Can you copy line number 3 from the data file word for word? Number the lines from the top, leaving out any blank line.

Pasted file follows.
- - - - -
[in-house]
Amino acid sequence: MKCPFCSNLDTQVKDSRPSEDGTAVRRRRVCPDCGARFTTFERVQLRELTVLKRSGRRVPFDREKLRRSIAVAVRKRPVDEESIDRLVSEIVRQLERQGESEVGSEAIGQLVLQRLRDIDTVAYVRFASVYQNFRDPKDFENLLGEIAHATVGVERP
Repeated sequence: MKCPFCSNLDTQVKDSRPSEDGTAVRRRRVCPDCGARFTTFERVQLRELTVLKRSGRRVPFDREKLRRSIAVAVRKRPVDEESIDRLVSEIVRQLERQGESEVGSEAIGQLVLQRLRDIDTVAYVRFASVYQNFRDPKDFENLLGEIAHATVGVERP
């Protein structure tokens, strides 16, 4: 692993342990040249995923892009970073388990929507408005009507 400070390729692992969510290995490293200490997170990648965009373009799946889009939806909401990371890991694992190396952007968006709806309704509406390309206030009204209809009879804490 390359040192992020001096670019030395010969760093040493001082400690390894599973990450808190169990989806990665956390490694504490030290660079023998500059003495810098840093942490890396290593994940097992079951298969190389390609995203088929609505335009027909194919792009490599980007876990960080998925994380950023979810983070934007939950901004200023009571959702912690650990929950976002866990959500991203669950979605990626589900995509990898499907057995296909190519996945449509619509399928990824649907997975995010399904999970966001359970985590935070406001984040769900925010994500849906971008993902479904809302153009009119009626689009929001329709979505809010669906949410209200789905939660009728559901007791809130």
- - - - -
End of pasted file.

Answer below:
Repeated sequence: MKCPFCSNLDTQVKDSRPSEDGTAVRRRRVCPDCGARFTTFERVQLRELTVLKRSGRRVPFDREKLRRSIAVAVRKRPVDEESIDRLVSEIVRQLERQGESEVGSEAIGQLVLQRLRDIDTVAYVRFASVYQNFRDPKDFENLLGEIAHATVGVERP